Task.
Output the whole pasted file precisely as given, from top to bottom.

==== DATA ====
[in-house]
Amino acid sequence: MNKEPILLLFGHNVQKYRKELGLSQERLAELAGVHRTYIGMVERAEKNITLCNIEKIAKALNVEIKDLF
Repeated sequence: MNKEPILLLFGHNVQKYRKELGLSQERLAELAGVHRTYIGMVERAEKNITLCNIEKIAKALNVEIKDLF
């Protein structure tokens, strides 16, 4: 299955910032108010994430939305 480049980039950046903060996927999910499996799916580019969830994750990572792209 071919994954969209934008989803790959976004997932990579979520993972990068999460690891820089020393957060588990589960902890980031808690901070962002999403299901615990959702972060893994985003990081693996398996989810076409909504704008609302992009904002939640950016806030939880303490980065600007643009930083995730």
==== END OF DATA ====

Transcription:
[in-house]
Amino acid sequence: MNKEPILLLFGHNVQKYRKELGLSQERLAELAGVHRTYIGMVERAEKNITLCNIEKIAKALNVEIKDLF
Repeated sequence: MNKEPILLLFGHNVQKYRKELGLSQERLAELAGVHRTYIGMVERAEKNITLCNIEKIAKALNVEIKDLF
């Protein structure tokens, strides 16, 4: 299955910032108010994430939305 480049980039950046903060996927999910499996799916580019969830994750990572792209 071919994954969209934008989803790959976004997932990579979520993972990068999460690891820089020393957060588990589960902890980031808690901070962002999403299901615990959702972060893994985003990081693996398996989810076409909504704008609302992009904002939640950016806030939880303490980065600007643009930083995730």